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"I Shared My Husband With The Public" - Elise Beliveau

By Bertrand Raymond in today's Le Journal

Elise Beliveau met the man of her life on the occasion of a blind date organized by a group of her girlfriends who were so completely taken with an 18 year old Jean Beliveau, a star at the time with the Quebec Citadels, that they could not approach him themselves.

Mrs. Beliveau says without a hint of shyness, that she was being used that day.

The girlfriends were trying to find a way to invite Jean to a dance, and Elise was the only one of the bunch who had a vehicle. It seemed like the best way, to have her chauffeur him there.

"I didn't even know who he was!", she recalled, smiling. "My friends were just in love with him. They all wanted to go out with him. They asked me to accompany Jean to the dance. I was doing it for them."

Both Jean and Elise were 18 at the time. She remembers that he seemed very timid that night, speaking little. Not a very good dancer.

Once the night was over, Jean looked around as everyone was heading off, as if to suggest, "Well then, who am I following with?"

At that moment, Elise found her nerve. "You, you're coming with me!"

Elise will again be at his side tonight as the red carpet of the Bell Centre unfurls on the occasion of the social event of the year in Montreal, namely "A Tribute To Jean Beliveau." The event is said to be raising over one million dollars, to be split amongst 6 hospitals and charitable foundations.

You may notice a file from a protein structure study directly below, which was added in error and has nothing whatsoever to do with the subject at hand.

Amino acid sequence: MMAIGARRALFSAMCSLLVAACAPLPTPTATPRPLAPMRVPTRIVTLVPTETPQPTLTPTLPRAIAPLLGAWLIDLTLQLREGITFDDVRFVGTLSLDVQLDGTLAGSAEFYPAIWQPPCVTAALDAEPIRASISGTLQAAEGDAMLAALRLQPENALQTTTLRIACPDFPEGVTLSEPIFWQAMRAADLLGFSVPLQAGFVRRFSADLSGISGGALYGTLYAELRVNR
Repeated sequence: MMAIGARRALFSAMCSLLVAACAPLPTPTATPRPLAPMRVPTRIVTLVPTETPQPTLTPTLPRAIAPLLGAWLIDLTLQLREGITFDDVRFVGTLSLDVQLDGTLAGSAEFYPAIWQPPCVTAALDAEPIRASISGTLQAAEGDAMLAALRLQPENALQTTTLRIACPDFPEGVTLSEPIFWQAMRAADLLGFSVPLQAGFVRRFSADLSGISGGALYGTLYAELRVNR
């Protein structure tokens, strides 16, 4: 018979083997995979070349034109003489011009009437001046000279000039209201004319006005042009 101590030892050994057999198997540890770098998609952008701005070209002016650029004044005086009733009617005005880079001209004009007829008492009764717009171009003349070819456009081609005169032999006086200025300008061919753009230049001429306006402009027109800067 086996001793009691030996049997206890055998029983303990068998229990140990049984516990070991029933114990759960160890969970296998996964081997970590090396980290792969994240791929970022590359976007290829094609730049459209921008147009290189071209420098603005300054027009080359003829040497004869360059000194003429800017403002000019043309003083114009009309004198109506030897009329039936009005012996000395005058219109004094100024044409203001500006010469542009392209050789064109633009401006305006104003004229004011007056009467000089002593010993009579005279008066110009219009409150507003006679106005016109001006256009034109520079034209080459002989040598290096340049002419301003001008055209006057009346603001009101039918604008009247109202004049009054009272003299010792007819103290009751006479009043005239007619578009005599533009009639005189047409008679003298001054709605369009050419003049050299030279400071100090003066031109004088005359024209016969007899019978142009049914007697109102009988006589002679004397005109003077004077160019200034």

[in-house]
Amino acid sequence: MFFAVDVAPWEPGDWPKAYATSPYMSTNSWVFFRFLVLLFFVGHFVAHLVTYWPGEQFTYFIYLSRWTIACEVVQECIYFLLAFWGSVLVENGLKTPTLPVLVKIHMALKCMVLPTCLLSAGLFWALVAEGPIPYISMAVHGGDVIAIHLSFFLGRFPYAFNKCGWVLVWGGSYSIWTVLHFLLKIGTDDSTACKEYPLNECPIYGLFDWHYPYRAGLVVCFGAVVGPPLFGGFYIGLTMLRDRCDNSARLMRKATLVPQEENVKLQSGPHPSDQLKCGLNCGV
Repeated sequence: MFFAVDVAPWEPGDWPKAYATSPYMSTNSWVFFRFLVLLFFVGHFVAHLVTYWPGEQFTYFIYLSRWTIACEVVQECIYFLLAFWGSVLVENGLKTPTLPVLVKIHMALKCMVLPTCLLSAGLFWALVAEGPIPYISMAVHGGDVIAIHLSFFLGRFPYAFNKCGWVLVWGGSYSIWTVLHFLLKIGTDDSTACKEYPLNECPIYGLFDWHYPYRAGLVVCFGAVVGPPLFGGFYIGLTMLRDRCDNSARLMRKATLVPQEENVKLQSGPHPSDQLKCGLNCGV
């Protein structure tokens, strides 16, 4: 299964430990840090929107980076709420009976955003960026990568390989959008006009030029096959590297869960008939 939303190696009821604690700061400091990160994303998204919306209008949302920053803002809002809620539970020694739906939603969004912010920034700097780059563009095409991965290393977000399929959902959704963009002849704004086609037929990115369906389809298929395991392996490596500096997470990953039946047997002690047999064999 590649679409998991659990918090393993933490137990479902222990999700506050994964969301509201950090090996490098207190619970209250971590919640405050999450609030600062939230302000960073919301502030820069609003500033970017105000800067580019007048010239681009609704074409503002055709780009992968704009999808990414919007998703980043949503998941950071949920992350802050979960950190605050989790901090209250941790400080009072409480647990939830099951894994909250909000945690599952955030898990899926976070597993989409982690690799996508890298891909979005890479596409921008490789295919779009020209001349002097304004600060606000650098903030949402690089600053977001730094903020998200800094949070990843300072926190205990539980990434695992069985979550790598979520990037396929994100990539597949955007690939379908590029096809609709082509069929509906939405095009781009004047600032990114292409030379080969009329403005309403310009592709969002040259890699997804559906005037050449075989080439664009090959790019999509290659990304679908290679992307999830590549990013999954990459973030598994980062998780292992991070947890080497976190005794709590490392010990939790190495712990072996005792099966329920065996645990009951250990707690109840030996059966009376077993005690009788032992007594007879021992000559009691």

Prime Minister Harper, and Quebec premier Jean Charest will attend. Legends from the Canadiens will be there, most notably Dickie Moore, in his first public appearance since being involved in a car accident that came close to claiming his life a few months back.

There will be Ken Dryden, and the Big Three of Larry Robinson, Serge Savard, and Guy Lapointe, brothers Frank and Peter Mahovlich, Guy Lafleur, Henri Richard, Yvan Cournoyer, Butch Bouchard, and Elmer Lach. Old rivals such as Gordie Howe, Johnny Bower, Rod Gilbert, Ed Giacomin, and Tony Esposito will also be on hand.

Elise's night of dancing with the star of the Quebec Citadels, of course, contributed greatly to radically changing the course of her life. Two and a half years after the chance historic meeting that made her friends drool in envy, the woman married her Prince Charming. That was almost 54 years ago.

She remembers what she immediately liked about him that night. He seemed like a good guy, with a solid head on his shoulders. "A fine man", is how she called him.

Not much about him has changed since according to Elise. He has remained exactly the same man she's always known. Straight as an arrow, polite, honest, and a man who in over fifty years has never cheated or deceived his family or his public


Le Gros Bill became one of the biggest personalities in the history, not only in sports, of Quebec. A strong character, without a speck of dirt on him, he could have been Canada's Governor General had he chosen so.

What does it mean to spend over 50 years alongside a man of such integrity, who has watched over every part of his public image, with an extreme attention to detail? A man who would never accept that anyone tarnish his reputation?

Has Elise Beliveau, a woman who enjoys a laugh and a good time, who qualifies herself as a partier, ever felt trapped by the lifestyle and image of her illustrious husband? Has she suffered in silence, with an inhibition to just let loose, like she did back in the wild days when they first met?